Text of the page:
18/11/2010 - 00:00

Sweet sounds for kids in need

18/11/2010 - 00:00


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IT was in 1977, when he lived in England and had a young son who was ill, that Rob Johnson first became associated with children’s charity Radio Lollipop.

IT was in 1977, when he lived in England and had a young son who was ill, that Rob Johnson first became associated with children’s charity Radio Lollipop.

Now the state’s police minister, Mr Johnson recalls sitting in a ward at Queen Mary’s Hospital for Children when the first Radio Lollipop station was launched.

“I remember it as though it was yesterday. He (my son) sort of bucked up when Radio Lollipop was on the air and I could see what the other kids were doing,” Mr Johnson told WA Business News.

“There was a great deal of excitement, joy and interest from the children, which is what Radio Lollipop is all about.”

From that experience, Mr Johnson recognised the profound impact the organisation’s entertainment had on sick kids, and from that moment he became involved with Radio Lollipop.

“I saw the benefits and I thought, ‘I really like this’,” he said.

Starting out in an unofficial capacity, Mr Johnson raised funds for the organisation during his time as mayor of the London borough of Sutton, and spent a year raising funds for children’s charities as a high priority.

“I did various things. I wrote to every school child in my London borough asking them to give up the price of a Mars bar for children in need,” Mr Johnson said.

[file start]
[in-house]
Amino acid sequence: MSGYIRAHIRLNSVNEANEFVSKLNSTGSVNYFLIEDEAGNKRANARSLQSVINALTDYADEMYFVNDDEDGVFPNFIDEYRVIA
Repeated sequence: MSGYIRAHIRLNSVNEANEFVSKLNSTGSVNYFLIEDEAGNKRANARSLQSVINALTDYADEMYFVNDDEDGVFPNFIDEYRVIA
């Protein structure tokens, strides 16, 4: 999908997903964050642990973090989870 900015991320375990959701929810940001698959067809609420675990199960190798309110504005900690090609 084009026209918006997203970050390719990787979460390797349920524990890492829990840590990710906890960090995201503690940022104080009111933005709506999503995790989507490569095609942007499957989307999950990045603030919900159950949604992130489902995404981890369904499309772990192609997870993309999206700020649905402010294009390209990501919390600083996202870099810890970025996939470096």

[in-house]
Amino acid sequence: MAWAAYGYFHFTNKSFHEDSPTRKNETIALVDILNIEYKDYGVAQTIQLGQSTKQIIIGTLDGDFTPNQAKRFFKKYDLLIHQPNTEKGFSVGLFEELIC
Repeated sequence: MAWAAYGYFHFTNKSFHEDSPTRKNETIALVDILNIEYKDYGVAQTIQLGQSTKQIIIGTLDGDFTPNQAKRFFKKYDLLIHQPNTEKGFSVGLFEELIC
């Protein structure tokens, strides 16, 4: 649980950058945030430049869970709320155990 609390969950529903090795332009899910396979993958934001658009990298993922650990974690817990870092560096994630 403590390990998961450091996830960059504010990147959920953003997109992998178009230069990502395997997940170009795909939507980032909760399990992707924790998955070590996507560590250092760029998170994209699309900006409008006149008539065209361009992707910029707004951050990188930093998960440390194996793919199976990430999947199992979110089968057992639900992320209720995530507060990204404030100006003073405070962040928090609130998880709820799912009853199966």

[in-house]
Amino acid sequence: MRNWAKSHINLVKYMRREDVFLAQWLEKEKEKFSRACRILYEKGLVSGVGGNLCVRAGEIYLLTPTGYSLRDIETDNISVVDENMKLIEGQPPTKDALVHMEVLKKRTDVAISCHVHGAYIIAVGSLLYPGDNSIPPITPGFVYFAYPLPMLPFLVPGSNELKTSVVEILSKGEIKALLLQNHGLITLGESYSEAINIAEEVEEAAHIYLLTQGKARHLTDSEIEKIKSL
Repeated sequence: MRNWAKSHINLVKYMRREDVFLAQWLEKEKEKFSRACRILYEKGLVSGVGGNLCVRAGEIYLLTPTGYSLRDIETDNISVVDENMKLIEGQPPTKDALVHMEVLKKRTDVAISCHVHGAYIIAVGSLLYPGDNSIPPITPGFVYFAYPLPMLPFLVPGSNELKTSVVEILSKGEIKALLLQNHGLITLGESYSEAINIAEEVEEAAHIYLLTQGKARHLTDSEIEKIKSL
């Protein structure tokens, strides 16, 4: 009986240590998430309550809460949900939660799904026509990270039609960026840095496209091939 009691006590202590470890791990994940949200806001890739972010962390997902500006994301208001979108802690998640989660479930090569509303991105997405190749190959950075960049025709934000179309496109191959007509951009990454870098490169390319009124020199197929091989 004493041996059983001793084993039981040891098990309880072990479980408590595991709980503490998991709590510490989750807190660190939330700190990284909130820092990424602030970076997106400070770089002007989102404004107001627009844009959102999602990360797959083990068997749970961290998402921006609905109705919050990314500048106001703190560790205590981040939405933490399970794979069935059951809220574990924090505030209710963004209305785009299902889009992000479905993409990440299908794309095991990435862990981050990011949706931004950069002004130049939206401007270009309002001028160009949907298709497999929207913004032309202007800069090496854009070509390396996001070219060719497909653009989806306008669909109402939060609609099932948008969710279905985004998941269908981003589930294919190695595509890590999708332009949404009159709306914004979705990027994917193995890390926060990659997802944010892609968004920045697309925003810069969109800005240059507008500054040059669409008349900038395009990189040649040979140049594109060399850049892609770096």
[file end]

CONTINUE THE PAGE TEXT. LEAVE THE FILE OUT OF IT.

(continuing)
“This was just before Christmas in 1985 and I said I would be coming around on my horse to collect the money.

“The metropolitan police wanted to be involved, so I had two mounted police officers accompany me in my mayoral clothes with my chain on. I rode to every school, there were 43, and I covered 34 miles in two days. We raised the equivalent of $15,000.”

Mr Johnson organised unusual fundraising missions during this time; he also organised charity variety shows featuring stars including Cliff Richard, from which he raised $25,000 for Radio Lollipop.

The ties with the organisation continued when the Johnson family moved to Australia in 1988, as Radio Lollipop had operated in Perth since 1985.

Mr Johnson has been chairman of the Australian arm of the charity (which celebrated its 25th anniversary this month) for 16 years, overseeing the launch of the organisation in the eastern states and contributing to the launch in New Zealand and the US; and there are hopes of taking Radio Lollipop to South Africa.

“I just head the board, the people who do the work are the volunteers,” he said.

“I sometimes feel guilty that I don’t devote enough time to Lollipop. I feel I am not doing as much as I would love to be doing. While they want me, I am honoured to be their chairman.”

It is evident Mr Johnson is proud of the organisation’s structure, which the board and volunteers have worked hard to maintain.

“Every cent we raise throughout the whole of Australia goes back to the children,” he said.

“The only person paid in Australia is on a part-time basis.’’

The goal of the charity throughout its 25 years in Australia has been to brighten the daily lives of children in hospitals; but the goals for broadening its capacity are constantly extended.

“The aim we set our minds on in the last couple of years is to reach every sick child in hospital in WA, and we have now extended that to Australia,” Mr Johnson said.



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